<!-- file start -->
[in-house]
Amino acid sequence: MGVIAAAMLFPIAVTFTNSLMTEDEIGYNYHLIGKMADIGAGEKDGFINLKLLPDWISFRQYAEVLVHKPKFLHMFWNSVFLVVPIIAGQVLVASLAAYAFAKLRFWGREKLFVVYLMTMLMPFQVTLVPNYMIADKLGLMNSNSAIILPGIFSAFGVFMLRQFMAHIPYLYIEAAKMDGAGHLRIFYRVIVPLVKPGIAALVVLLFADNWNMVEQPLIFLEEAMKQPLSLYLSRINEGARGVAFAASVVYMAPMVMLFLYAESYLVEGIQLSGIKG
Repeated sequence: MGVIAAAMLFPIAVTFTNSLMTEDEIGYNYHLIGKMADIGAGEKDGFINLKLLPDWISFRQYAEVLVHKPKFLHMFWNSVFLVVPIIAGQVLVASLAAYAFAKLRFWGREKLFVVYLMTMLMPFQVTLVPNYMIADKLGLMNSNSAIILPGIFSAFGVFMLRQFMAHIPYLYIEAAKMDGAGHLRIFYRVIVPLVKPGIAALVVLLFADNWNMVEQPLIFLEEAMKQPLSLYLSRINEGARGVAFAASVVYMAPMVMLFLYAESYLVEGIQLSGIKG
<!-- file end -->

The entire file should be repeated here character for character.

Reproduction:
[in-house]
Amino acid sequence: MGVIAAAMLFPIAVTFTNSLMTEDEIGYNYHLIGKMADIGAGEKDGFINLKLLPDWISFRQYAEVLVHKPKFLHMFWNSVFLVVPIIAGQVLVASLAAYAFAKLRFWGREKLFVVYLMTMLMPFQVTLVPNYMIADKLGLMNSNSAIILPGIFSAFGVFMLRQFMAHIPYLYIEAAKMDGAGHLRIFYRVIVPLVKPGIAALVVLLFADNWNMVEQPLIFLEEAMKQPLSLYLSRINEGARGVAFAASVVYMAPMVMLFLYAESYLVEGIQLSGIKG
Repeated sequence: MGVIAAAMLFPIAVTFTNSLMTEDEIGYNYHLIGKMADIGAGEKDGFINLKLLPDWISFRQYAEVLVHKPKFLHMFWNSVFLVVPIIAGQVLVASLAAYAFAKLRFWGREKLFVVYLMTMLMPFQVTLVPNYMIADKLGLMNSNSAIILPGIFSAFGVFMLRQFMAHIPYLYIEAAKMDGAGHLRIFYRVIVPLVKPGIAALVVLLFADNWNMVEQPLIFLEEAMKQPLSLYLSRINEGARGVAFAASVVYMAPMVMLFLYAESYLVEGIQLSGIKG